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Monday, December 20, 2010

Montana October 2009 Part 1

“If it’s not hurting, you are not working.”

Before I had come home, Doug had told me that I was not used to being uncomfortable. I did nothing outside of my comfort zone. He, on the other hand always pushed himself and lived outside of his comfort zone. He was used to being uncomfortable. I would have to start living that way, too. I would need to run till I got a wind cramp, walk until it went away, then run again. This past summer he did not account for the heat and rode a 50 mile endurance ride. By the end of the ride he was draped over the horse’s neck, barely holding on. He had become dehydrated and overheated. He spent the afternoon drinking Gatorade and water mixed with salt until he felt better. The next day he rode again. Others in the event were concerned for his health. Melanie told them not to worry, Doug would survive. It was the horse that would be stretched. He was right.  Except for the few times I had pushed myself during wrestling, in my senior year in High School, and when I had been a commercial fisherman, I had not pushed myself so hard physically that I was uncomfortable.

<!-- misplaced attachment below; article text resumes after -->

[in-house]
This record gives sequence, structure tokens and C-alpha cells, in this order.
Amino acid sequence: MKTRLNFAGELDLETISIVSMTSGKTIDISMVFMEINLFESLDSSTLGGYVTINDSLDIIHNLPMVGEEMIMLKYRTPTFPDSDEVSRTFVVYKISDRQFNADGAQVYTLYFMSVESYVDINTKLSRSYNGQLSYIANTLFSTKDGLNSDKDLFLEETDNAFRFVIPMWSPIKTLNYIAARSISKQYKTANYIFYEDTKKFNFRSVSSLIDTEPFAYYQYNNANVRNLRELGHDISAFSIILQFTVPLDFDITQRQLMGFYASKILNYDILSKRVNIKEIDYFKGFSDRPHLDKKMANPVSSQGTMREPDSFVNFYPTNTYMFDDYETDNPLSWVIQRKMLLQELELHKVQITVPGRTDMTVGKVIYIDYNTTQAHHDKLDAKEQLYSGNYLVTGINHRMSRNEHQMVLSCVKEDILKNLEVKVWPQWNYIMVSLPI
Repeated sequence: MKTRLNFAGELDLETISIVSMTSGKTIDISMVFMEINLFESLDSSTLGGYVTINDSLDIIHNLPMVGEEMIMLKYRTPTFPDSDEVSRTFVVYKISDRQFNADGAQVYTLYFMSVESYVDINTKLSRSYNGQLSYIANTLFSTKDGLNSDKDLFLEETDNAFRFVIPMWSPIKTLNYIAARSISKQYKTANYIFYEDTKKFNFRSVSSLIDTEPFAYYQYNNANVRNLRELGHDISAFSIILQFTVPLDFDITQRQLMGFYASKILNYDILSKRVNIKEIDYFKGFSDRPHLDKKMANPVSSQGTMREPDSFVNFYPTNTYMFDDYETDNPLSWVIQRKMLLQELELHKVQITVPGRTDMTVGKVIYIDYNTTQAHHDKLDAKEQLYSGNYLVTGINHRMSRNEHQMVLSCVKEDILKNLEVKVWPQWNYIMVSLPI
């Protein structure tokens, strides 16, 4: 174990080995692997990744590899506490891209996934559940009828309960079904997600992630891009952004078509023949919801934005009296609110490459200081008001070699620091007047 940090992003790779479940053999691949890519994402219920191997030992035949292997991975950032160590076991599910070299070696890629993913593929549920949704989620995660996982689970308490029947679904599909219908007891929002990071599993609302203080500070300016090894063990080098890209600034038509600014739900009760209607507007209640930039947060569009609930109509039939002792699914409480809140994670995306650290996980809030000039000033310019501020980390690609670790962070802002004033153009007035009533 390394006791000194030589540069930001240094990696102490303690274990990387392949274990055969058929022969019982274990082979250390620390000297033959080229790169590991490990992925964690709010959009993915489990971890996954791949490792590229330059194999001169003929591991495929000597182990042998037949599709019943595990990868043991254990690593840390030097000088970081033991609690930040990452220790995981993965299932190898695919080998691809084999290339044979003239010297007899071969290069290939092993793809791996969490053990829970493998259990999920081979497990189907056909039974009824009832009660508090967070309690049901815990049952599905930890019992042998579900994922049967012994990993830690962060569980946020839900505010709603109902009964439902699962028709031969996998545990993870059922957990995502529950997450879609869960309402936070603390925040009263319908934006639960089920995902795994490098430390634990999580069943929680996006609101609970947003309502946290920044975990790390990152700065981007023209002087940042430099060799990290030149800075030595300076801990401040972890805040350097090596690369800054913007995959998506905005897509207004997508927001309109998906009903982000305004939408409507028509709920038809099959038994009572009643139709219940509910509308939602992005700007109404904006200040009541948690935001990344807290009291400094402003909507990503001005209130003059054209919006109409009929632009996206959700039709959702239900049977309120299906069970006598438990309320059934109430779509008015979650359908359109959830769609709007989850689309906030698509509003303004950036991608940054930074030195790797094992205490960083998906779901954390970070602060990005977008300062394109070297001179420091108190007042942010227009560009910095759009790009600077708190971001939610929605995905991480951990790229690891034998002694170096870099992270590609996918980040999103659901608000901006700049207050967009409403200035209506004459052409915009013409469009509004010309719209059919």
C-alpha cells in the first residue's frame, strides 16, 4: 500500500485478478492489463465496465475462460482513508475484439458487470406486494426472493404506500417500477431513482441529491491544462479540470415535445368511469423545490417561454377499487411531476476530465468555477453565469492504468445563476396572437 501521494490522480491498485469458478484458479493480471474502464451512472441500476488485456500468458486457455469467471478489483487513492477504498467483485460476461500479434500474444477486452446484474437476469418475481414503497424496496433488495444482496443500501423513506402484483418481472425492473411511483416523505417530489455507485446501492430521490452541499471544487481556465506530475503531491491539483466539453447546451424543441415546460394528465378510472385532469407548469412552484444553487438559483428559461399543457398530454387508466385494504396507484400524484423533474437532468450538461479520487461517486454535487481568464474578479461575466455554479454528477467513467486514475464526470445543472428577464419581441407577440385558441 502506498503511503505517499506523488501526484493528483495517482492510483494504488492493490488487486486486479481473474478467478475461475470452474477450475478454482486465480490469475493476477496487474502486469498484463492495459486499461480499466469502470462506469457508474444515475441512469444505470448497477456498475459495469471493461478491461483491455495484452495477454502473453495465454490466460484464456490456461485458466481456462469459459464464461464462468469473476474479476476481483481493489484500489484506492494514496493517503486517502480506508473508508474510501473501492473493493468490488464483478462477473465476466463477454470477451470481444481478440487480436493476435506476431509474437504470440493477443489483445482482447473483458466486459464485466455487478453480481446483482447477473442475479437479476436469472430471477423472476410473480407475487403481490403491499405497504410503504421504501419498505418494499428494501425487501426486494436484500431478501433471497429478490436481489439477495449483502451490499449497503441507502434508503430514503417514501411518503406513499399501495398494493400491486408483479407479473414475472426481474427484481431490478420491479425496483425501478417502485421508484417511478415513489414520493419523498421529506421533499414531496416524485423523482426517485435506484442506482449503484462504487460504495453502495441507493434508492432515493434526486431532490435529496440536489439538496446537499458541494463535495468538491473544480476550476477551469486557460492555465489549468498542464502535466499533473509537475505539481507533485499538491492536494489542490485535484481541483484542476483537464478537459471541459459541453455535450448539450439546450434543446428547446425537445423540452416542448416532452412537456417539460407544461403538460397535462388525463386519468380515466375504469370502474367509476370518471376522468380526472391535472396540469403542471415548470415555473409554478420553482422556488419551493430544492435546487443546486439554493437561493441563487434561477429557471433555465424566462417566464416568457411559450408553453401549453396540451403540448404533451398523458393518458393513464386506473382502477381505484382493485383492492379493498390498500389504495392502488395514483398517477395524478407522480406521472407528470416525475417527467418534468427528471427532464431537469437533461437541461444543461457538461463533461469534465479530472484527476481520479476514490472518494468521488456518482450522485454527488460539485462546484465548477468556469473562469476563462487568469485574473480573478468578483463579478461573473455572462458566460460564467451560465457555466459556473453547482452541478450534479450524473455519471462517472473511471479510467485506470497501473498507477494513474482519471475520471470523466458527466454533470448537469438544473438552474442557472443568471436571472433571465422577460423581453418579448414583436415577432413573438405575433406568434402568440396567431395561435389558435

Friday, Oct. 23, I had been home for 3 weeks and would be going back to Montana in 8 days. I had not done any exercise since I’d come home, except for one 12 mile bike ride. I was in a rut! I would need to do something to shake it up and get exercising again, and fast. I had made an appointment to get my car serviced and decided to walk home after dropping it off. I clocked the distance on the way to the service station. It was 6.25 miles. I dropped off the car and began walking home. It started to rain, but I was prepared with layered clothing. Halfway home my feet were soaked and water was sloshing around inside my boots. I would have to dry my boots and feet when I got home. Wet feet inside wet boots for a long period of time was not good. Soldiers during WWI stood in water for days and weeks on end as they remained in the trenches. Many of them developed immersion injuries called trench foot. The extreme cold and wet conditions would cause the skin to break down, form ulcers and get infected. In some cases, the skin would peel off with the socks when they tried to remove them. A lot of soldiers lost their toes and some lost their feet from these injuries. I got home in 94 minutes, having walked 4 mph. Soldiers in the Civil War would routinely march 20 miles in 5 hours (4 mph) with 50-75 pounds of equipment, then dig trenches or build fortifications and fight a battle. I still had a long way to go.

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